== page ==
Tesla is looking unstoppable. First it made electric vehicles cool with the original Roadster, then it took on the luxury market with the Model S and X. The Model 3 is contesting the premium mid-sized market effectively, and the Model Y could be its biggest seller yet. There’s now talk of a small Tesla for China, that could then go head-to-head with the Volkswagen ID.3, and the new Roadster will give hypercars a run for their money – literally. But the disruptive American electric giant, which was briefly the most valuable car company in the world, has an Achilles Heel – its cars have a problem with production quality.

As we reported a few days ago, Tesla ranked lowest in the influential J.D.Power owner survey, racking up 250 problems per 100 vehicles where the average was 166, although the brand is not officially ranked due to not meeting survey criteria. There had been a hope that Tesla had overcome the issues of earlier cars with the Model Y, but there are still reports of serious quality problems, such as the saga that this user on Reddit went through.

There’s also a known fault with the flash storage in Model S examples produced before April 2018. A second-hand purchaser in the UK had his car completely stop working with its wheels locked due to this failure. In this case, there is a defect with the Media Control Unit writing too many files to its Flash memory storage, which rapidly wears the storage chips out so the car can no longer load its operating software. In the case of the UK owner, his car was on warranty so was fixed free of charge. But there are some users encountering this issue out of warranty and contemplating legal action as a result.

These are just a few recent examples from a long list including ill-fitting panels, scuff marks on allegedly brand-new cars, leaking battery cooling, wheel alignment issues, misaligned front boot and rear tailgate latches, door-handle problems… and so on. One website has even collated a few of the most popular complaints into a top 25 list. But that doesn’t seem to have stopped the desirability of owning a Tesla. Even the UK Tesla Model S owner mentioned above claims to remain very happy with his purchase. Tesla did have his car back, all fixed, in a couple of days, and this was during the coronavirus lockdown in England.

But it’s not good customer service that has won Tesla so many fans, and it’s definitely not its generic exterior designs. It’s something else entirely. Tesla is sometimes called the Apple iPhone of the car business. When the iPhone came along, people were still mostly using their cell phones to make actual voice calls. The iPhone changed that game and now we’re spending most of our smartphone time on social media. We think back to voice telephony in the same way we view horses and carriages in period drama – a quaint practice from a bygone era.

The fact is that Tesla is not just a car manufacturer competing against other car manufacturers. It has totally shifted what modern vehicles are. Traditional internal combustion engine (ICE) automobiles come out of the factory and then essentially remain the same until they hit the scrapheap. Some people change the wheels, maybe add a body kit, or even tune the engine a bit. But most people don’t.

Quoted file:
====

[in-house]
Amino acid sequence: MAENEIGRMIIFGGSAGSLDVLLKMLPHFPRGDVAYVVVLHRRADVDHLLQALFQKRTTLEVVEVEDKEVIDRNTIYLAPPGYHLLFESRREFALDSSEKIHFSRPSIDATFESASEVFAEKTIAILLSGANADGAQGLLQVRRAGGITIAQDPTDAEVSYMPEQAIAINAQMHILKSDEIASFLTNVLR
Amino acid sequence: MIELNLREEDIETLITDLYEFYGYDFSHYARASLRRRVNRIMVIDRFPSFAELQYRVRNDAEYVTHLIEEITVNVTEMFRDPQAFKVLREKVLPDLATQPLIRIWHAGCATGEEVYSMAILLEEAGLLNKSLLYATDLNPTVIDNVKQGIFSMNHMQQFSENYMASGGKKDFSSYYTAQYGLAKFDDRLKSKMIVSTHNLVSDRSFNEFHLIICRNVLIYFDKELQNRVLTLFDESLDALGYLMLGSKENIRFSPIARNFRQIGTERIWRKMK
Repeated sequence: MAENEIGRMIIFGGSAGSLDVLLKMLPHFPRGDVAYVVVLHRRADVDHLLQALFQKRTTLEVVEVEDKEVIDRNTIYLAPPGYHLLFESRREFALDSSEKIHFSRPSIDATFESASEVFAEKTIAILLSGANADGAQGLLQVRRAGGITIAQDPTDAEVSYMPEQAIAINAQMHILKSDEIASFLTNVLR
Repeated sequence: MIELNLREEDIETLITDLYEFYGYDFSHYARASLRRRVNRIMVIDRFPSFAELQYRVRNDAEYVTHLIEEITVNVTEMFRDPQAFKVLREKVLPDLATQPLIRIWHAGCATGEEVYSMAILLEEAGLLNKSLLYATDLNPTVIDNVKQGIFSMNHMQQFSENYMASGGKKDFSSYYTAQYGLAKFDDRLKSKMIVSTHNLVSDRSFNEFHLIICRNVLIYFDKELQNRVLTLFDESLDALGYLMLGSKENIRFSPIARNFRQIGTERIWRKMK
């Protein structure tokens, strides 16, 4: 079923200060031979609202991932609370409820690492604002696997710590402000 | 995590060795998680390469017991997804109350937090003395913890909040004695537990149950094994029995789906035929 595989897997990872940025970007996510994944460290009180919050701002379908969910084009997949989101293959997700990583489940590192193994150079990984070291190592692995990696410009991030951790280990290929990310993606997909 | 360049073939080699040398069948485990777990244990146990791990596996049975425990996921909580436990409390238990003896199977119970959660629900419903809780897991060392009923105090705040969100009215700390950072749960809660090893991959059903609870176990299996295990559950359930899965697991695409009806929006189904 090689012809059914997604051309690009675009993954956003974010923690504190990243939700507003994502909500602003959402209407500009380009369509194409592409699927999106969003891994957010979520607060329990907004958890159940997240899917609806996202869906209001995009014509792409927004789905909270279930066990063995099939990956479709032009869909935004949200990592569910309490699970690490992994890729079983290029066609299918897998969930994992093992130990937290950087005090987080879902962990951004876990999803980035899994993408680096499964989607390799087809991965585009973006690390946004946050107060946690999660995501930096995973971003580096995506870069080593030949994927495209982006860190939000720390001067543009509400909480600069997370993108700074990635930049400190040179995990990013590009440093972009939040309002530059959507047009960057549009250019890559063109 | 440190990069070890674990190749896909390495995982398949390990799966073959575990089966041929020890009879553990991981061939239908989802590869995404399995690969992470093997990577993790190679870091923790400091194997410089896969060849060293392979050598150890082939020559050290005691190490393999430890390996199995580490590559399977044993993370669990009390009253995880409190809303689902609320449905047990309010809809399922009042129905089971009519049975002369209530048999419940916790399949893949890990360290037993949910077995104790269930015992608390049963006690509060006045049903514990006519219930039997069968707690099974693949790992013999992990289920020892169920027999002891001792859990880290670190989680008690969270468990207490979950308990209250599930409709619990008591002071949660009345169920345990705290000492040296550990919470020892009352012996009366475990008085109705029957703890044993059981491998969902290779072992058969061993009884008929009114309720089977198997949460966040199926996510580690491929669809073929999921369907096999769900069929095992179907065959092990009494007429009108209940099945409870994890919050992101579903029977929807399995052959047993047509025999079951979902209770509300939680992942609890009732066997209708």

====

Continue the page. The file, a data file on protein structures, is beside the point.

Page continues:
Teslas are different. For example, when the company launched its V3 Superchargers with 250kW ability, the only car that could take full advantage was the Model 3. The premium Model S remained limited to 150kW. Then a software update enabled 200kW, and this has recently been further updated to 225kW. This is hardly an isolated case. At the end of last year, Tesla released a $2,000 software update for the Model 3 Dual Motor Long Range called Acceleration Boost, which dropped the 0-60mph time from 4.4 seconds to 3.9 seconds. It’s still unclear whether the increase to a 400-mile range for the Model S Long Range Plus will be a software update, but Tesla has increased range with previous updates, such as the 2020.4 firmware in March 2020 that increased Model S range from 373 to 390 miles and Model X range from 328 to 351 miles. And then there are the regularly improved autonomous features, which would warrant an entire separate article.

This is a very clear edge for a Tesla owner, who can buy a car now that may well be even better in a few months. Competitors have begun to catch on that they are lagging behind in this area. Mercedes-Benz recently announced a partnership with NVIDIA to produce “software-defined vehicles” that can be upgraded or reconfigured in this way. Unfortunately for Mercedes, Tesla is there already, with one central computer controlling everything and a coder’s attitude to car making, where software is central. German manufacturers have traditionally had different chips controlling different systems, causing significant problems, as former head of Audi R&D Peter Mertens recently complained.

Coming back to where we started, Tesla does have a quality issue, and this (along with the continuing premium pricing of EVs) is currently stopping it from achieving a complete slam-dunk of the industry. But only a bit. The feeling that when you buy a Tesla, you’re buying into an upgrade path rather than a snapshot of current vehicle design is hard to resist. And that means that a lot of people are willing to put up with a bit of lackluster finish or a warranty-covered fix, in return for driving a slice of the future.



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